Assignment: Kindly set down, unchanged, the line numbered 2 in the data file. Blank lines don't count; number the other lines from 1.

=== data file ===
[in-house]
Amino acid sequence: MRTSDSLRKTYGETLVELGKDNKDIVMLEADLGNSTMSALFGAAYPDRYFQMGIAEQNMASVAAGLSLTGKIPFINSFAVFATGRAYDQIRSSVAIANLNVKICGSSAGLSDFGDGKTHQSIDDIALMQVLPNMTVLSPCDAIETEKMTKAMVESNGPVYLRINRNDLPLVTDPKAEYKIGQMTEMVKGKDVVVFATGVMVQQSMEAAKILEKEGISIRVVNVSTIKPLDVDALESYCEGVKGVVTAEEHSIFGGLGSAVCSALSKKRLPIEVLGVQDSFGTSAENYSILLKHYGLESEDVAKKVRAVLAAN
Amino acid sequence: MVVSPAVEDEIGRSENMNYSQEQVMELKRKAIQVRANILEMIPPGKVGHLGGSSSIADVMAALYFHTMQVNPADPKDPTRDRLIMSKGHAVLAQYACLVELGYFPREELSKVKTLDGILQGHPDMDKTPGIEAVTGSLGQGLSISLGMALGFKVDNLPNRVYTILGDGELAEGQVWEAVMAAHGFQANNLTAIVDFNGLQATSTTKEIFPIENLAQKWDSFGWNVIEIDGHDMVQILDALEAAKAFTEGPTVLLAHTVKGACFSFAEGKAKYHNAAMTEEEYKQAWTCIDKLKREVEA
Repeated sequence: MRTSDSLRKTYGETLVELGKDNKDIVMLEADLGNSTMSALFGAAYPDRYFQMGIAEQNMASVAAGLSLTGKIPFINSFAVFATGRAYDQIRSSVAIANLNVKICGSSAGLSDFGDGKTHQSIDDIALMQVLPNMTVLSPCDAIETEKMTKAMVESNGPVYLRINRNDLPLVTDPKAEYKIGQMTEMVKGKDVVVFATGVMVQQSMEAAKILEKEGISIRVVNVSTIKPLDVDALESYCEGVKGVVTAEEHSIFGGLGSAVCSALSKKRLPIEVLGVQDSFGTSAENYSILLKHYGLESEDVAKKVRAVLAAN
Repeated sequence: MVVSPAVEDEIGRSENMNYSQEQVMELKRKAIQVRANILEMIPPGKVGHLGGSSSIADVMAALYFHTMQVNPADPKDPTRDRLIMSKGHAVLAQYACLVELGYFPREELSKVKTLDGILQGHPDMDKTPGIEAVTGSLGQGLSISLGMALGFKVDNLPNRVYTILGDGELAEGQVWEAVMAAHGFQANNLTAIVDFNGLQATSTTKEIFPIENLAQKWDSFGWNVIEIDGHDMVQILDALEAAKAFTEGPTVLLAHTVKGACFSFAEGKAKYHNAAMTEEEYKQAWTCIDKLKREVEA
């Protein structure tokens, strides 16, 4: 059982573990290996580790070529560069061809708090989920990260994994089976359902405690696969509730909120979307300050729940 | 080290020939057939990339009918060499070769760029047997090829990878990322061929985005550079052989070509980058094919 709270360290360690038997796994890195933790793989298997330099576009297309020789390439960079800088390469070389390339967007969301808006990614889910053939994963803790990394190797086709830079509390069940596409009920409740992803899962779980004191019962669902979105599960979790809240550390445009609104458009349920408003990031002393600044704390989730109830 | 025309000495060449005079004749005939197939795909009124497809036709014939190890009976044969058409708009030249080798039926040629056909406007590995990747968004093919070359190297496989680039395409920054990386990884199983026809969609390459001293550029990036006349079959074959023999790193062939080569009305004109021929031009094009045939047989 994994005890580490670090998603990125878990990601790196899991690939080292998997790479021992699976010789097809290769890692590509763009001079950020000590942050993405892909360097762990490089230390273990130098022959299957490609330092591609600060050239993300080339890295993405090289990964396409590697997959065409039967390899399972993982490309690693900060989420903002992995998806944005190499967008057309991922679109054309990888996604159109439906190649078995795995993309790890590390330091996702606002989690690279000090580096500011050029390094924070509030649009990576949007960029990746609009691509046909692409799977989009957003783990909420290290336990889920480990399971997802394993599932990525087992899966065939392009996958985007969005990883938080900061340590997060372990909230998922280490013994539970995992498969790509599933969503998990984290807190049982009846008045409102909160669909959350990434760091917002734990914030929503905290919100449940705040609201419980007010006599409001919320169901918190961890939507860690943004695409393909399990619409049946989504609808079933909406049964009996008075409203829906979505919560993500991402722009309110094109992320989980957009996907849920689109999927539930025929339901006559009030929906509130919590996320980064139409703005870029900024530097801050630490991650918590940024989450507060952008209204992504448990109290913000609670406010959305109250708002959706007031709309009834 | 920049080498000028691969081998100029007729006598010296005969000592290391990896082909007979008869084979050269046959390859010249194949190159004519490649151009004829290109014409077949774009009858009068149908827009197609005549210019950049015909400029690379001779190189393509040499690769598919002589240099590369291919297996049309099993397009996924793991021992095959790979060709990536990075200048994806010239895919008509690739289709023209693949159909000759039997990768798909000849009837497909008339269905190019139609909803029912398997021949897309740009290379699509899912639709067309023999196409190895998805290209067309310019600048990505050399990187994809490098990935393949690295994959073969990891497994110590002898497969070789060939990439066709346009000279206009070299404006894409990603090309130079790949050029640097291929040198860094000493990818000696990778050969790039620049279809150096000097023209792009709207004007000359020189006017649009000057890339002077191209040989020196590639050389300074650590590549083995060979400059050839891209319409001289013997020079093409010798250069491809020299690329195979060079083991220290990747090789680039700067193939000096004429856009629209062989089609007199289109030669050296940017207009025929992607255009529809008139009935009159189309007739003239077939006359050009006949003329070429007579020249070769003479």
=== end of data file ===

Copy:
Amino acid sequence: MRTSDSLRKTYGETLVELGKDNKDIVMLEADLGNSTMSALFGAAYPDRYFQMGIAEQNMASVAAGLSLTGKIPFINSFAVFATGRAYDQIRSSVAIANLNVKICGSSAGLSDFGDGKTHQSIDDIALMQVLPNMTVLSPCDAIETEKMTKAMVESNGPVYLRINRNDLPLVTDPKAEYKIGQMTEMVKGKDVVVFATGVMVQQSMEAAKILEKEGISIRVVNVSTIKPLDVDALESYCEGVKGVVTAEEHSIFGGLGSAVCSALSKKRLPIEVLGVQDSFGTSAENYSILLKHYGLESEDVAKKVRAVLAAN